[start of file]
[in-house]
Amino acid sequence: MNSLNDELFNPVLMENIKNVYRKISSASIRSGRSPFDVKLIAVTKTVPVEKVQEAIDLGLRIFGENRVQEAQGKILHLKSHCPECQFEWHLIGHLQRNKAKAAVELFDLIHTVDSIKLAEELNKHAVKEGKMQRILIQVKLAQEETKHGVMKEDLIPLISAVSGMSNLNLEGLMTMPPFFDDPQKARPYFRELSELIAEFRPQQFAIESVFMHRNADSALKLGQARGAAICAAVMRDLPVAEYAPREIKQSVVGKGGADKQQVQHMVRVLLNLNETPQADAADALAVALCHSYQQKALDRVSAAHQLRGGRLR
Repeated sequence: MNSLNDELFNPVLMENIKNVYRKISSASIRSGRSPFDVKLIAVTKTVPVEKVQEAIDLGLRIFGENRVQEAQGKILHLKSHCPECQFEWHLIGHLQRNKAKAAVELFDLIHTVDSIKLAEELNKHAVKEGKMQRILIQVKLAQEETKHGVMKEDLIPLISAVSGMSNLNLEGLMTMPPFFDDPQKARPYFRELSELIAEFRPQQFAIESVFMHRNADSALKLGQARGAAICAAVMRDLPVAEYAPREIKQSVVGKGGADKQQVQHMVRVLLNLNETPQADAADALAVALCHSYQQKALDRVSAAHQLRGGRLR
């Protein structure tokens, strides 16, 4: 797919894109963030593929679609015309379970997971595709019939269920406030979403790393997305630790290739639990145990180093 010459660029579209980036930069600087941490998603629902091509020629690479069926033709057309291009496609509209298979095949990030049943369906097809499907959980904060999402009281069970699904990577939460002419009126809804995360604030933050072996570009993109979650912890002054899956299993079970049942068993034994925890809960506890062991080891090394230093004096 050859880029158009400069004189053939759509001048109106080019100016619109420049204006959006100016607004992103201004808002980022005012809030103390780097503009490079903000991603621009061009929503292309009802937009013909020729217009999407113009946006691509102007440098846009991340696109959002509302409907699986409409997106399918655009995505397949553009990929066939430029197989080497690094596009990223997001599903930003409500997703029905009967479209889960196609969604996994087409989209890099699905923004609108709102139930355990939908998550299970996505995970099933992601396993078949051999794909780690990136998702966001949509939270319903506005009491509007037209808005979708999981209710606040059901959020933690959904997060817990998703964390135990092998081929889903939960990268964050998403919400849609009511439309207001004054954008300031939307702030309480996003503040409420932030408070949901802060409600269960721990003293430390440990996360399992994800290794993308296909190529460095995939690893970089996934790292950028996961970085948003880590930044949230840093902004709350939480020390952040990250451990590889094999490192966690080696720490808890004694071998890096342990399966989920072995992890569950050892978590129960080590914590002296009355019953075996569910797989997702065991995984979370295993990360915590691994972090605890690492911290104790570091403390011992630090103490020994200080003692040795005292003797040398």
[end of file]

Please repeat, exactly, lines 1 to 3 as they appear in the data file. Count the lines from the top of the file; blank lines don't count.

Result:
[in-house]
Amino acid sequence: MNSLNDELFNPVLMENIKNVYRKISSASIRSGRSPFDVKLIAVTKTVPVEKVQEAIDLGLRIFGENRVQEAQGKILHLKSHCPECQFEWHLIGHLQRNKAKAAVELFDLIHTVDSIKLAEELNKHAVKEGKMQRILIQVKLAQEETKHGVMKEDLIPLISAVSGMSNLNLEGLMTMPPFFDDPQKARPYFRELSELIAEFRPQQFAIESVFMHRNADSALKLGQARGAAICAAVMRDLPVAEYAPREIKQSVVGKGGADKQQVQHMVRVLLNLNETPQADAADALAVALCHSYQQKALDRVSAAHQLRGGRLR
Repeated sequence: MNSLNDELFNPVLMENIKNVYRKISSASIRSGRSPFDVKLIAVTKTVPVEKVQEAIDLGLRIFGENRVQEAQGKILHLKSHCPECQFEWHLIGHLQRNKAKAAVELFDLIHTVDSIKLAEELNKHAVKEGKMQRILIQVKLAQEETKHGVMKEDLIPLISAVSGMSNLNLEGLMTMPPFFDDPQKARPYFRELSELIAEFRPQQFAIESVFMHRNADSALKLGQARGAAICAAVMRDLPVAEYAPREIKQSVVGKGGADKQQVQHMVRVLLNLNETPQADAADALAVALCHSYQQKALDRVSAAHQLRGGRLR